US election results: Trump is back at the golf course – and still not conceding power | US News

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President Donald Trump has reiterated his claims of fraud by quoting a lawyer on Twitter and calling into question the election as a whole.

In tweets that appeared to quote law professor and former House Speaker Newt Gingrich, he wrote that “the tabulation stage” is “just beginning” and alleged “a number of affidavits that there has been voter fraud”.

Mr Trump, who returned to the golf course in Sterling, Virginia, shortly after posting on Twitter, has repeatedly made the claims over recent days but has yet to give any proof of such fraud.

In a series of tweets, he apparently quoted Mr Gingrich – an expert in public interest law who served as Republican speaker from 1995 to 1999 – as saying: “If there’s a problem in the system about authentication, that would seriously affect the ENTIRE ELECTION.”

He also alleged Mr Gingrich said: “We believe these people are thieves. The big city machines are corrupt. This was a stolen election. Best pollster in Britain wrote this morning that this clearly was a stolen election, that it’s impossible to imagine that Biden outran Obama in some of these states.”

It is a US convention that once a presidential candidate secures 270 or more electoral college votes and wins the keys to the White House, the losing candidate makes a concession speech and congratulates their opponent.

Mr Trump is showing no signs of admitting defeat and there are reports, not confirmed by Sky News, that his son-in-law Jared Kushner has advised him to quit.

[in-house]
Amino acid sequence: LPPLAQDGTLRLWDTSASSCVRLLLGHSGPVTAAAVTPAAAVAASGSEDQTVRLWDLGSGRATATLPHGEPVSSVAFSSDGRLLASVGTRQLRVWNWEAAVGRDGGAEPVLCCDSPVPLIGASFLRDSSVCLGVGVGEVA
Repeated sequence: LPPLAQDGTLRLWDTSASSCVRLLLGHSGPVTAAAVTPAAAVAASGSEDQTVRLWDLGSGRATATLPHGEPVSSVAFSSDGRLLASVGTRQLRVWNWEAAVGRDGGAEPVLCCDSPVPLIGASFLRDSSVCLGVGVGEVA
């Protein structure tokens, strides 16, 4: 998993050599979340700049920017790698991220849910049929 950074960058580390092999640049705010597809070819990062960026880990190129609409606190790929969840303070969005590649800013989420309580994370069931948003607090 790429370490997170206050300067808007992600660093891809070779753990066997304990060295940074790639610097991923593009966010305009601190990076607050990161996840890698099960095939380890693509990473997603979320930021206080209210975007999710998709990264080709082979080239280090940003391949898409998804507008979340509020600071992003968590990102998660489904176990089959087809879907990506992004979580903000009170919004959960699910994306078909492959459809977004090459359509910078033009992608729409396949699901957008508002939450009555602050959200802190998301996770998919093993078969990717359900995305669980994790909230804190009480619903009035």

However, others in his circle are supporting his stance, including his personal lawyer Rudy Giuliani.

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Giuliani challenged over voter fraud claims

The former New York mayor has vowed to provide Mr Trump with evidence of voter fraud but has yet to produce any – including during a press conference he held on Saturday in the car park of a small Philadelphia landscaping company.

Mr Trump’s sons, Donald Jr and Eric, have also encouraged him to keep fighting and challenged Republicans to stand with them.

In a statement on Friday, Mr Trump suggested that he would challenge the election’s result via the law, saying: “We will pursue this process through every aspect of the law to guarantee that the American people have confidence in our government.

“I will never give up fighting for you and our nation.”

Mr Trump’s team has launched legal action in a number of states in recent days.

In Nevada, his team asked for emergency relief to stop the counting of “improper votes” in Democrat-leaning Clark County, home to Las Vegas, and said it was filing a federal lawsuit.

The Trump campaign also claimed people had taken other voters’ mail-in ballot papers and voted falsely under their names, with others sending “up to 18 ballots”.

His team asked the US Supreme Court to allow it to join a pending lawsuit filed by Pennsylvania Republicans over whether the battleground state – later won by president-elect Joe Biden – should have been permitted to accept ballots that were mailed by election day, but arrived late.

Elsewhere, the Trump campaign filed a lawsuit to require Chatham County in Georgia to separate and secure late-arriving ballots to ensure they were not counted, and lost a lawsuit to halt vote-counting in Michigan.


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